For many journalists there’s something halting to the phrase, let alone the idea, of an “advertorial publication.” After all, advertorials are something of a boogeyman (but a boogeyman with a checkbook, which is nice) in the straight-journalism world, products that look, walk, and talk like news content — but that are, in reality, advertising. They play into all the deep-seated feelings journalists generally don’t like to acknowledge about how the bills are paid and about the tricky relationship between advertising and news.
But if you stripped away the pretense and assumptions to focus on how an advertorial publication would work as a business, what would it look like?
It would look like The Staff Recommends, a site that wants to offer up the kind of reading suggestions you would find on the shelf at your favorite local indie bookstore. A collaboration between Andrew Womack of The Morning News and John Warner of McSweeney’s, The Staff Recommends could be classified as something we would call a recommendation engine, but one with a human (Warner, in this case) working the gears, not an algorithm. So far they’ve offered up books like Jon Ronson’s The Psychopath Test, Sarah Vowell’s Unfamiliar Fishes, and David Levithan’s The Lover’s Dictionary, each with links to other interviews, reviews, and, of course, ways to buy the book. Warner, whose mom used to run an independent book store and often offered suggestions to customers, said the site fits a natural need for readers. “It’s an ocean of books, and we can read a cupful in our lifetimes,” he said.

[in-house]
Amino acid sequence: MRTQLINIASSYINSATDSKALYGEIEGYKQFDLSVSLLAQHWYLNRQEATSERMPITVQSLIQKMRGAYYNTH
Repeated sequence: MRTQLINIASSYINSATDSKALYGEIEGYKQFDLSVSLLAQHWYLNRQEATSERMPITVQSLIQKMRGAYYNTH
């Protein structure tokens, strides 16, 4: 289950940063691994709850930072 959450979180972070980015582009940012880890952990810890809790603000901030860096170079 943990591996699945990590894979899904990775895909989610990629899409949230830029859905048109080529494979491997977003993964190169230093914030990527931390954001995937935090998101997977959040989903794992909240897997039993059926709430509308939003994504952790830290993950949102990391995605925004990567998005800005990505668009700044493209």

But The Staff Recommends is more than just a book site and review blog. It’s also an experimental business model: The staff recommends only books they have read and liked, and in turn are paid by publishers. Hence the unique idea of an “advertorial publication,” a proposition that could yield substantial rewards, but that also most definitely brings risks.
And not the ones you may think. “We turn down a lot of books, and consequently we probably turn down, I’d say, six times as many books as we’ve accepted,” Womack told me. “As a result, that makes it a challenge in the entire [business] model.”
That’s right: Womack and Warner see their biggest hurdle as getting publishers on-board, not allaying fears of undue advertiser creep into their recommendations. Why? As it turns out, if you’re honest and transparent with your audience, the idea of accepting payment for things you like — and only things you like — is not that problematic to readers.
“The primary purpose of this was to give people a new way to find out about books they want to read,” Womack said. “You can’t do that if it feels like there’s some sort of mysterious force operating behind the curtain.”
So frankness, Womack said, is key. “If we’re not up-front, if we don’t explain the concept to people from the beginning, we wouldn’t be able to respond to questions, and [readers] wouldn’t place any trust in the recommendations,” he said.